The second anti-transhumanist argument is that, in trying to rise above the human condition, we give up too much. In a 2004 article titled “The Case Against Perfection,” Harvard political philosopher Michael J. Sandel argues that the “drive to mastery” the transhumanist project embodies will destroy the ethic of “giftedness,” at high cost. He suggests that we will lose our ability to be humble in seeing our talents as things we are lucky to have; that we will gain unwanted additional responsibility to become more than we are; and that we will lose the sense that we share our fate with the rest of humanity.
When he wrote that article, Sandel was serving on the George W. Bush administration's President's Council on Bioethics. And it’s no coincidence that this line of argument usually comes from politically conservative voices. For many conservatives, the constraints on human nature dictate the appropriate political strategy: small changes that work within the confines of the type of creature that we are. From this perspective, bold visions involving massive change — like those of Marx — are destined to fail because they assume that humans can adapt to any social circumstances.
In the biotech context, conservative voices such as Sandel’s don’t just say that human nature must be taken as a pragmatic constraint. They show a positive attachment to those constraints as providing a vision of the good life.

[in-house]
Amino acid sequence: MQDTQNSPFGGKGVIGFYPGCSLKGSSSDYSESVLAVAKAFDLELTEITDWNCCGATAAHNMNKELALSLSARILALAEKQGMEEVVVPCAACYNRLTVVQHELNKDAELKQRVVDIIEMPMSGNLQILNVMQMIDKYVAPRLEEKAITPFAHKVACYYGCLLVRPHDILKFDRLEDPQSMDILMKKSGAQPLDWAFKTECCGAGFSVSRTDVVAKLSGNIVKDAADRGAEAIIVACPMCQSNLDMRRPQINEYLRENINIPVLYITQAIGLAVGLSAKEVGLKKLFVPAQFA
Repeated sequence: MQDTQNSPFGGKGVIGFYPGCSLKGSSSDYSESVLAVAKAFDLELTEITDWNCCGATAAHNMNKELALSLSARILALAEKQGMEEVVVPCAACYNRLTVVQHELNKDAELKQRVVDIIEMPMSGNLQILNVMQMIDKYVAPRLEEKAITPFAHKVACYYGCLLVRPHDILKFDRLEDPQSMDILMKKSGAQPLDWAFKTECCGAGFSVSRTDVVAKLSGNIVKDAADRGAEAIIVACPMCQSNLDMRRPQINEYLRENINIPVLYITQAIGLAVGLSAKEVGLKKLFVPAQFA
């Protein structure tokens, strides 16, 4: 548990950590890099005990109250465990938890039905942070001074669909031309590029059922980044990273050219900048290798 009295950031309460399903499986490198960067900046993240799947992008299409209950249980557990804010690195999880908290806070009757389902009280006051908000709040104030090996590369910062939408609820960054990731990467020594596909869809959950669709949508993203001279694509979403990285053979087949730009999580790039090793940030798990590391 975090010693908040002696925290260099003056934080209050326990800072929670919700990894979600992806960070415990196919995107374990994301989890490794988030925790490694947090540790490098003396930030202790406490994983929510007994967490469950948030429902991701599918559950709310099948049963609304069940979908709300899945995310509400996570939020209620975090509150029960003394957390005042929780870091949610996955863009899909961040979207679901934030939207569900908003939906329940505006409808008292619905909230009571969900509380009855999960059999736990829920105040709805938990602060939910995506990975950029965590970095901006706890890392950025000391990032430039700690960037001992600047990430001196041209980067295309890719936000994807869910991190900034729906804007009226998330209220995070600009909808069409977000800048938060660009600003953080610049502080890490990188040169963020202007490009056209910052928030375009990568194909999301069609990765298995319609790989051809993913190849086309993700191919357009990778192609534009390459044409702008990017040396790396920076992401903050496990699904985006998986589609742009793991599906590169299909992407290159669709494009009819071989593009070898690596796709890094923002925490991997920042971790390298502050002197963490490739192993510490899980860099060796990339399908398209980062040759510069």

Given this argument’s connection to a conservative ideology, it is perhaps unsurprising that many transhumanists — who tend to be liberal — are unconvinced. After all, there are alternate visions of the good life beyond accepting what nature has given us. And indeed, the view of life that Sandel sets up to shoot down — the “drive to mastery” — smells very similar to a take on the good life common among the liberal techno-optimist crowd: a philosophy of personal growth as a good in its own right; exploration not in reference to given limits, but for its own sake.
Either extreme — full acceptance of the role of fortune on the one hand, or seeking to completely overcome the hand we’ve been dealt on the other — is untenable. Fully submitting to nature’s caprice is not consistent with developing medicine at all. Yet nurturing our ability to acknowledge and accept the role of luck also makes sense, not least because the drive to mastery will always be frustrated by randomness.
Objection 3: “The Transhumanist Project Will Compound Existing Inequalities”
The third set of arguments against transhumanism focus on their negative consequences for society, and suggest that a large faction of technology optimists haven't adequately considered social consequences. In 2018, the Cambridge physicist and cosmologist Stephen Hawking died and left behind a book predicting an unenhanced underclass. After all, the worst-off continue to lack access to health care, to education, to the basics that add up to a dignified life. So perhaps attention to the transhumanist cause distracts from this and risks compounding the situation.